The Baltics rely on Turkish women for air security

The Baltics rely on Turkish women for air security

This is the type of headline I’d like to see when we talk about Turkey’s international activism and actually the above headline is not fiction. It is real. Let me explain.

The Baltic states do not have their own fighter jets to protect their national airspace. When the three former Soviet states joined NATO, member countries started to deploy their aircraft to conduct the Baltic Air Policing mission to fill in the Baltic states’ shortage of relevant aircraft.

 Since 2004, when the Baltic mission was first launched, a dozen member countries including Turkey have been rotating the mission. In other words, Turkish fighter jets have been assigned to do air patrolling in Baltic airspace, and the crew includes female pilots too.

This was mentioned by one of the leaders of the Baltic states, who told the visiting NATO secretary-general how Baltic air security was in “the hands of Turkish women.”

That’s the type of news I’d like to read about Turkey’s foreign policy.

I don’t want to read news stories about the discovery of smuggled weapons in a Turkish ship bound for Yemen, a few days after Turkey forced a Russian plane to land on suspicion of carrying military materiel to Syria.

I want to read about the Turkish army being almost the only foreign troops in Afghanistan to have a billboard with a national flag announcing its radio station, which will broadcast in English and Pashtun.

I don’t want to read stories that say members of Turkish al-Qaeda were found dead in Syria while fighting alongside the Syrian opposition.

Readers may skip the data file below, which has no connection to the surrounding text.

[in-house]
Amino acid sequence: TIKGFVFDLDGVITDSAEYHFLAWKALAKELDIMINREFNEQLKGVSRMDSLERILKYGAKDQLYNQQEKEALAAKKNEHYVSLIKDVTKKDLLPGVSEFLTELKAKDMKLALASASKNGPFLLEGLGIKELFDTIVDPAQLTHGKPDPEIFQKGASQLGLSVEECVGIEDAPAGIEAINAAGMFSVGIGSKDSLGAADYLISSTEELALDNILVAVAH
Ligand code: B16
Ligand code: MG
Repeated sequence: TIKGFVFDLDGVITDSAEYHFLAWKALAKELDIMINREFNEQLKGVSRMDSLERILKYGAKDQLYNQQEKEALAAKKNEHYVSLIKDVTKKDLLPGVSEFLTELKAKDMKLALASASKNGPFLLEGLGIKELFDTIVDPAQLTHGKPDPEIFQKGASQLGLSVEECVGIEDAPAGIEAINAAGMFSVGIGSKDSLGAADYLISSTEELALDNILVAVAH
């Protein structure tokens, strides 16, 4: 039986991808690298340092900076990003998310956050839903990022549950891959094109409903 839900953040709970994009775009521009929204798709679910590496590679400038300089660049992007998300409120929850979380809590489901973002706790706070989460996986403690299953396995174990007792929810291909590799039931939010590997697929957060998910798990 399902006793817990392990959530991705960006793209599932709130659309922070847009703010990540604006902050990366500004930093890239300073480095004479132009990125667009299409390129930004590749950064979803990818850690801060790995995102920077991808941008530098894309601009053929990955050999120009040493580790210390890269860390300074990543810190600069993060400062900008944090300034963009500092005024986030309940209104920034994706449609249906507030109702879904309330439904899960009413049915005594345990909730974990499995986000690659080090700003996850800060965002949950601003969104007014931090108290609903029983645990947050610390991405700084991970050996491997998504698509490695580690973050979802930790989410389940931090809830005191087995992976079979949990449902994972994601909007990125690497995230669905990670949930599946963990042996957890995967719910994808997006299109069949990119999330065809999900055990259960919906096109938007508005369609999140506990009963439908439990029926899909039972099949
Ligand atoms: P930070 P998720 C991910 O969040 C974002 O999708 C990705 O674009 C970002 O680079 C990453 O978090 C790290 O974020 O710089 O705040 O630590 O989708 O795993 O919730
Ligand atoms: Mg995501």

I want to read news stories that talk about how Turkey, which set up tents in Kosovo during Ramadan so fasting Kosovars could break their fast, also organized a jazz festival that became a huge success, proving that Turkey’s activities in Kosovo are not limited to religious undertakings.

I don’t want to read stories about kidnapped Turkish businessmen or journalists, a tool that rogue states or nonstate actors often use against a country they believe to have imperial designs.

I want to read stories that say, while English and German still remain popular, there is a serious rise in the number of Serbs who want to learn Turkish, because of the popularity of Turkish soap operas, the very ones that the Turkish prime minister has been critical about.

I don’t want to read stories about how Turkey has become a back base for Syrian opposition forces and concerns about weapons going through the Turkish borders ending up in the hands of radical Islamists.

Turkey’s strength as a major regional player and a midsize global actor comes from a finely tuned mix of soft and hard power; the latter being used only for defensive purposes and as a projection of soft power in places like Afghanistan. Getting into dirty politics, becoming a “little America,” to use the jargon of the ruling party’s constituency, won’t make Turkey a major player.

Finally I don’t want to see the Turkish foreign minister crying. It is not tears that will help the Palestinians, but sober thinking just as we have seen in Egypt’s mediation to end the latest conflict between Israel and Hamas.